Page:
Who is this movement-based activity center for?
The Integrated Movement Activity Center is for all parents, teachers, Occupational Therapists and other professionals who work with kids and students struggling both developmentally and academically. In addition, any parent who wants to kick-start or prep their child for academic success, whether their child struggles or not, can use the learning center to help kids reach their full developmental and academic potential.
Any child from the ages of three and above can participate in these movement-based activities.
These exercises are especially important for kids struggling in any of the following areas:
- Lacks focus and attention
- Poor transition skills
- Appears “lazy” or unmotivated
- Disorganized and forgetful
- Shows signs of ADHD
- Poor balance
- Struggles with coordination
- Physically timid
- Tense muscle tone
- Weak head control
- Poor posture
- Toe walking
- Poor hand-eye coordination
- Poor handwriting
- Challenges with tracking
- Visual Perception issues
- Can’t read the chalkboard
- Can’t read black print on white paper
- Eyes jump or jiggle
- Visual insecurity
- Difficulty reading
- Disorientation when reading
- Shows signs of dyslexia
- Can’t read word to word, sentence to sentence
- Can’t filter background noise
- Asks “huh?” or “what?” all the time
- Has trouble following multiple instructions
- Blurts comments not related to the topic
- Adds or subtracts letters in words while reading
- Mood Swings
- Chronic fears
- Avoids social situations
- Sensitive to light
- Sensitive to sound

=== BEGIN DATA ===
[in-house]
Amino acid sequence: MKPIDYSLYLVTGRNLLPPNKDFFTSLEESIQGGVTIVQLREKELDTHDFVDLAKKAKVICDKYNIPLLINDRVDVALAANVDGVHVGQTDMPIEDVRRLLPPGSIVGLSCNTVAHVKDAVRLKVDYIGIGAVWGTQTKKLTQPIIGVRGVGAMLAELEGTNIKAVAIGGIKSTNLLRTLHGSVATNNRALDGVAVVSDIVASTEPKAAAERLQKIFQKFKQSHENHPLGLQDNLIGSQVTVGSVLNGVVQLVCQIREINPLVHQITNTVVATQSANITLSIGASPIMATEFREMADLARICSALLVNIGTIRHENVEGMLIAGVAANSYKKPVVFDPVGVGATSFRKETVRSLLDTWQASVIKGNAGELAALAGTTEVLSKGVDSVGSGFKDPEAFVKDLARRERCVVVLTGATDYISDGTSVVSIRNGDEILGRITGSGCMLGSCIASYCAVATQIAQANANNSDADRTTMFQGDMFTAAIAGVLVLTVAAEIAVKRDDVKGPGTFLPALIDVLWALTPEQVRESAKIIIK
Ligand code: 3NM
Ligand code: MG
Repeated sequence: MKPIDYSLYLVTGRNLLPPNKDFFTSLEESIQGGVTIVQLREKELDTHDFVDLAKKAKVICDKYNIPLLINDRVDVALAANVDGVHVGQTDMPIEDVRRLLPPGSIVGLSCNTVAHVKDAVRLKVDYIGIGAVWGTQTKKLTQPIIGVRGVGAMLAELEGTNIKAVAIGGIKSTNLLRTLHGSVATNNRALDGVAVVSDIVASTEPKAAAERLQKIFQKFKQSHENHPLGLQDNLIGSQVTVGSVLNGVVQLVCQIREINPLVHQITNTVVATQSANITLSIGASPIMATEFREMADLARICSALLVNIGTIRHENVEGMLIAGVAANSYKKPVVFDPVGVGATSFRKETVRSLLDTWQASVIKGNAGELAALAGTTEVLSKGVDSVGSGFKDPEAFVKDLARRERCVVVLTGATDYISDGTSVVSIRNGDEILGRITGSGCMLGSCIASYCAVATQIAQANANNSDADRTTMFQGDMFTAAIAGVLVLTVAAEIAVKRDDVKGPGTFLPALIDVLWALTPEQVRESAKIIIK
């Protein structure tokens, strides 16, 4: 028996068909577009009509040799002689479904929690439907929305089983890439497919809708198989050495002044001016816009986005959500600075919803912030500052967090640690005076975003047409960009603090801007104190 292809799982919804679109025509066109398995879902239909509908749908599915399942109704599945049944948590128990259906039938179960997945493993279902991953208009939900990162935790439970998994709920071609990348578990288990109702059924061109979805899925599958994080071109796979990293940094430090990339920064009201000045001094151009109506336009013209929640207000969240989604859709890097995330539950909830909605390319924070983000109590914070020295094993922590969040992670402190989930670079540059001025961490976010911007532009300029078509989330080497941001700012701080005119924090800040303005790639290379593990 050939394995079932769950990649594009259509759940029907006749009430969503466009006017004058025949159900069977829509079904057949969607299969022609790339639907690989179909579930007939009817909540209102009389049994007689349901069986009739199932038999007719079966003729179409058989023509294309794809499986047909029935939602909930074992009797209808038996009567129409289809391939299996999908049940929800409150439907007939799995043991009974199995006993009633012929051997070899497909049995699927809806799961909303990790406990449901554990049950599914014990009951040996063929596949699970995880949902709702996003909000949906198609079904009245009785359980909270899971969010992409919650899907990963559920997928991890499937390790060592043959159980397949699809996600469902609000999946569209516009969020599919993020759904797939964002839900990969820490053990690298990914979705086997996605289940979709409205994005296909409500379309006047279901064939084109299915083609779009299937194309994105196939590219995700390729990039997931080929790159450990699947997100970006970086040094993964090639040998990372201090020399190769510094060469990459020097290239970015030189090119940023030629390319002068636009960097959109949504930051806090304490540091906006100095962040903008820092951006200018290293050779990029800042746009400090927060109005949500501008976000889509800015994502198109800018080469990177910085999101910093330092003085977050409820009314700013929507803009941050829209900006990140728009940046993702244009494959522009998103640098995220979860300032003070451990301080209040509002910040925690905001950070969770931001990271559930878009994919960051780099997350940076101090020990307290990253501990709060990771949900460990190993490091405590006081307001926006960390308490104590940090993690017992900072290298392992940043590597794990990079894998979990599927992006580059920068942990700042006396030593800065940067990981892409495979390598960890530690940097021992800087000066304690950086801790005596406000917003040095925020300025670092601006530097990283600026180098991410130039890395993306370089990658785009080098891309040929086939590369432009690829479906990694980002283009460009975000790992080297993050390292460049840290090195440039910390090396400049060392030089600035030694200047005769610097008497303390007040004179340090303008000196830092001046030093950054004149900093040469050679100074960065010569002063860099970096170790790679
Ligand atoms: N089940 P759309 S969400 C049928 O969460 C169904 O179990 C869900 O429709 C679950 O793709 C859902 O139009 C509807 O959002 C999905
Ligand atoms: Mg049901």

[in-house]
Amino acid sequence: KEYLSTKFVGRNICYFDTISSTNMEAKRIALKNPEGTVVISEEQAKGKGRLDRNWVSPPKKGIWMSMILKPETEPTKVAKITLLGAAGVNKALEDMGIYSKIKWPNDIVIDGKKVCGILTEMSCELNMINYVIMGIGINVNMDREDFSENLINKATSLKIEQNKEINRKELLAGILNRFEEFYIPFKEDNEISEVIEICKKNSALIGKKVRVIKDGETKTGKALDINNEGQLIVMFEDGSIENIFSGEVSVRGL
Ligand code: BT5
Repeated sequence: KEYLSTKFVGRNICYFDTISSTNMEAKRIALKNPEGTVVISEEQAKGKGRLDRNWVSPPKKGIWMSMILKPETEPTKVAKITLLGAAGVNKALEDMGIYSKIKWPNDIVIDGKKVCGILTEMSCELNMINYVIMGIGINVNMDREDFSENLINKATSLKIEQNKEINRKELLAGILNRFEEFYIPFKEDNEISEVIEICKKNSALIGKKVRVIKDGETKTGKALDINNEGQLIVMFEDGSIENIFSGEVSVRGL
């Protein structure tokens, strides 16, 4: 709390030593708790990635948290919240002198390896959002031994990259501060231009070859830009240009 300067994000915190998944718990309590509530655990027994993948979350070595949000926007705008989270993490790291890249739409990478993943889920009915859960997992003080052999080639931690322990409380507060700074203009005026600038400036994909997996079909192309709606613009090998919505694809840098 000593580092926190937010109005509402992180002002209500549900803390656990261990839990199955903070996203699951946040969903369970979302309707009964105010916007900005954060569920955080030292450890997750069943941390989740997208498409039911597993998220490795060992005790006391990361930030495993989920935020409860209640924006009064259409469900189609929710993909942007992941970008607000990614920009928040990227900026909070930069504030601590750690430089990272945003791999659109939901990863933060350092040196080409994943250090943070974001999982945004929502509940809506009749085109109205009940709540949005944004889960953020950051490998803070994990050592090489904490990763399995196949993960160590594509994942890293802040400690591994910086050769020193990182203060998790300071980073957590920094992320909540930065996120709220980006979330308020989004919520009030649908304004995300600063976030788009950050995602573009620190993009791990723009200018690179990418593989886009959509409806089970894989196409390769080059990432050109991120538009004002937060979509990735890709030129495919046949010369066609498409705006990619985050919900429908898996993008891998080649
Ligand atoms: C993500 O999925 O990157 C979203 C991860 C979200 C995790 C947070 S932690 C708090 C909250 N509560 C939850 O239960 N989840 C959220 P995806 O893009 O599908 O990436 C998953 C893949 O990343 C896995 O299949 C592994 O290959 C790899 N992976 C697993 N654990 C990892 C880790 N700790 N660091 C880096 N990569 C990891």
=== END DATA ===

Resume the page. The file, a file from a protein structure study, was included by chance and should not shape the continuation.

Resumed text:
- Sensitive to foods (picky eater)
- Hates tags or tight clothes around waist
- Chews or sucks on clothes, pencils and toys
Meet the Trainers
LEARN FROM AN EXPERT WITH MORE THAN 25 YEARS EXPERIENCE
Hi I’m Alene. More than 25 years ago I founded Integrated Learning Strategies to help students excel in their education and reach their academic potential. When I began my journey, I realized there were so many kids struggling in more areas than just reading and writing.
I watched kids struggle with attention and focus, fidgeting in their chairs, lying on their desks, sensory sensitivities, eye tracking issues, little to no hand strength, following directions, copying notes from the chalkboard and much more. How could I possibly teach a child to read and write if they were constantly walking around the room, rocking back and forth in their chair or lying on my desk?
These kids were smart, but they didn’t have the connection between the body and the brain to help them reach a higher level of learning. That’s when I realized the true importance of a strong motor foundation to support each step of the higher learning process.